Upcoming DPP election heats up 'two suns' issue
By Katherine Wei, The China PostTAIPEI, Taiwan -- An upcoming election for the chairperson of the Democratic Progressive Party (DPP) is reported to have drawn attention to the alleged feud between current Chairman Su Tseng-chang (蘇貞昌) and his predecessor Tsai Ing-wen (蔡英文).
January 2, 2014, 12:14 am TWN
The two DPP leaders, who were last month dubbed by Taipei mayoral aspirant Ko Wen-je (柯文哲) as the party's “two suns” for their ongoing power struggles, have each been rumored to harbor wishes to reclaim the party's throne once more.
According to DPP regulations, the term of office for party chairperson is two years. Su is reaching the end of his term, as he was voted chairman in May 2012; this year would mark Su's first attempt at re-election to the chairmanship if he were to run for the post.
Tsai, Su Deny Bid for Chairmanship
Su's current priority is to fulfill his duties as chairman and take responsibility for the looming mayoral elections, said DPP spokesman Chang Chun-han (張惇涵) on Su's outlook regarding the election for party chair.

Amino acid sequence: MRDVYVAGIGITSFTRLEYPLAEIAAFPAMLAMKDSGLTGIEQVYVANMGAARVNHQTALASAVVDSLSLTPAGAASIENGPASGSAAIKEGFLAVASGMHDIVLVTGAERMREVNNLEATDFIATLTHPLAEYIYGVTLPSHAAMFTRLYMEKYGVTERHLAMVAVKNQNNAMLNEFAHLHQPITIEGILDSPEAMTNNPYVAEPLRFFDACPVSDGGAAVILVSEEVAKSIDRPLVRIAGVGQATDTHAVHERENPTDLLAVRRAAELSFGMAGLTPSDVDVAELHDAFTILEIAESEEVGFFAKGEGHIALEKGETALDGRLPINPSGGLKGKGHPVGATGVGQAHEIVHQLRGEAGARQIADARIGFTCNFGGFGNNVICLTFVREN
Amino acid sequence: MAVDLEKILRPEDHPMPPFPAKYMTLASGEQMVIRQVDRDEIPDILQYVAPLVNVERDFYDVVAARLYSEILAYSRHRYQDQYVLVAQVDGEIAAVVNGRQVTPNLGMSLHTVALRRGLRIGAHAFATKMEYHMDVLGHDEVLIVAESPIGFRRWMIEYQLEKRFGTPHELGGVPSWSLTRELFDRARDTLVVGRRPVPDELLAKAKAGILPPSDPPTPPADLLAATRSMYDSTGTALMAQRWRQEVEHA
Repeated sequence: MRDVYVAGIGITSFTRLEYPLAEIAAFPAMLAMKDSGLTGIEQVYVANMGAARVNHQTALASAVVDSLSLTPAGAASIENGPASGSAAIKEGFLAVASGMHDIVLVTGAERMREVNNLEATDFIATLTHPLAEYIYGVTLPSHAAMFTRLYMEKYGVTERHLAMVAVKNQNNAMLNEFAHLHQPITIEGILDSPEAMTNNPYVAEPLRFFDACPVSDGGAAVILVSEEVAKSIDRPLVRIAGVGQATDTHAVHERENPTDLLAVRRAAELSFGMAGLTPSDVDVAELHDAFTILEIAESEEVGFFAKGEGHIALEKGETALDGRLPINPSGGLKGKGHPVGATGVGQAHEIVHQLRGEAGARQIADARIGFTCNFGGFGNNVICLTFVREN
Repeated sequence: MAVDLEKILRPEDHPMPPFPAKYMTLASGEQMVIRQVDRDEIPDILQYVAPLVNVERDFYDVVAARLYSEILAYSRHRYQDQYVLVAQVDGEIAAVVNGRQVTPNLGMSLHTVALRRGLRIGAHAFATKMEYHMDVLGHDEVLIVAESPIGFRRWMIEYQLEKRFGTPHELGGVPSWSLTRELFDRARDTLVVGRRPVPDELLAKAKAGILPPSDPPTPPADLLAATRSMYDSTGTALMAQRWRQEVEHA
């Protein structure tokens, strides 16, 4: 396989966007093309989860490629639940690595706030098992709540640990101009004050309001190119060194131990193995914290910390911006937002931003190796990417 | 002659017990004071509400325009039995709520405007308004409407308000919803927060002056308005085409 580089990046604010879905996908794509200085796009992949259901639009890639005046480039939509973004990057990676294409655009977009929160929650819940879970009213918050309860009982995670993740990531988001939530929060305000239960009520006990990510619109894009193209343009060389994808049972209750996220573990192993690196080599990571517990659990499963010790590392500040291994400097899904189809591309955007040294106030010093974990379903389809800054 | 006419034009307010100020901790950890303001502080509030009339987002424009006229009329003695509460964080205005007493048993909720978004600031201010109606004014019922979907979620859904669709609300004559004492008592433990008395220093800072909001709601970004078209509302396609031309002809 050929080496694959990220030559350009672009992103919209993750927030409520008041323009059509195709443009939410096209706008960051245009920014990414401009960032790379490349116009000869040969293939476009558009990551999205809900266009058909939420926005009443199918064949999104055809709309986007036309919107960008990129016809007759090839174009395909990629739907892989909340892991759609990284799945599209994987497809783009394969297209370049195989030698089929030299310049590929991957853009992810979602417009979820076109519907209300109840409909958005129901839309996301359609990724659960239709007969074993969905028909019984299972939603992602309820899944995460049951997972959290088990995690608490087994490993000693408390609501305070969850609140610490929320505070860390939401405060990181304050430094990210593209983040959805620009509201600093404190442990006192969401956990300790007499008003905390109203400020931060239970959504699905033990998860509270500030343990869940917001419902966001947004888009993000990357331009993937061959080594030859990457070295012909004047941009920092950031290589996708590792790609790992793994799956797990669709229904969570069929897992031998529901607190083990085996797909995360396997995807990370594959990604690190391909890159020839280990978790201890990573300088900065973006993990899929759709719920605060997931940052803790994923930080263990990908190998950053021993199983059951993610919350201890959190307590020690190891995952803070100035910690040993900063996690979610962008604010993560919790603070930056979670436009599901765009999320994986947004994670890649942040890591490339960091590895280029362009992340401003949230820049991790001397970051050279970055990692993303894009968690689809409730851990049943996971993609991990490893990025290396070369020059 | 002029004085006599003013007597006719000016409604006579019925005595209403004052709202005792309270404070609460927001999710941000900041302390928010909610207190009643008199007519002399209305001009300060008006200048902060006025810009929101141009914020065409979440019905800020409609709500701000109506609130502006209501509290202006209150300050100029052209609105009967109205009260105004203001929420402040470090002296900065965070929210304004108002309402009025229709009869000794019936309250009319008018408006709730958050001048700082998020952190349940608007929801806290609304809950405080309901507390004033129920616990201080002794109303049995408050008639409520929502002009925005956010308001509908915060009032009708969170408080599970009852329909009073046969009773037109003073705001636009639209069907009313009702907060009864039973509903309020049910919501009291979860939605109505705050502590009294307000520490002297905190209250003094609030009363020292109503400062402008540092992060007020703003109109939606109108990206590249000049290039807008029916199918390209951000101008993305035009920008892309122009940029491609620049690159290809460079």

It was reported that DPP members have also been rooting for Tsai to reclaim the post, voicing support which the Tsai team immediately seized upon. “Tsai has no intention of running for party chair so far, but she will take everyone's suggestions into account,” said Tsai's office director Hung Yao-fu (洪耀福).
The next chair will oversee the next round of presidential elections during his or her term in office, meaning that whoever is in the position will have access to resources facilitating a run as the party's nominee for the presidency. Both Tsai and Su may run for president in 2016, a rumor that reflects Ko's concerns over potential power struggles. Ko had suggested multiple times that if one runs for the post of party chair, he or she should not enter the subsequent presidential elections.
Elections to Determine Remaining Sun
“Although the issue of having two suns may fizzle out before the elections for party chair, there will be only one chair after they end, and therefore only one sun,” said former DPP legislator Lin Cho-shui (林濁水).
If both Tsai and Su decide to run for the post, the party may adopt the mindset of “choosing whoever is the better candidate for president as the chairman as well,” said Lin.
Lin also noted that according to party regulations, the chairperson elections will not decide which candidate is left to pursue the position of presidential nominee, as the latter is usually determined by the party's traditional voting system.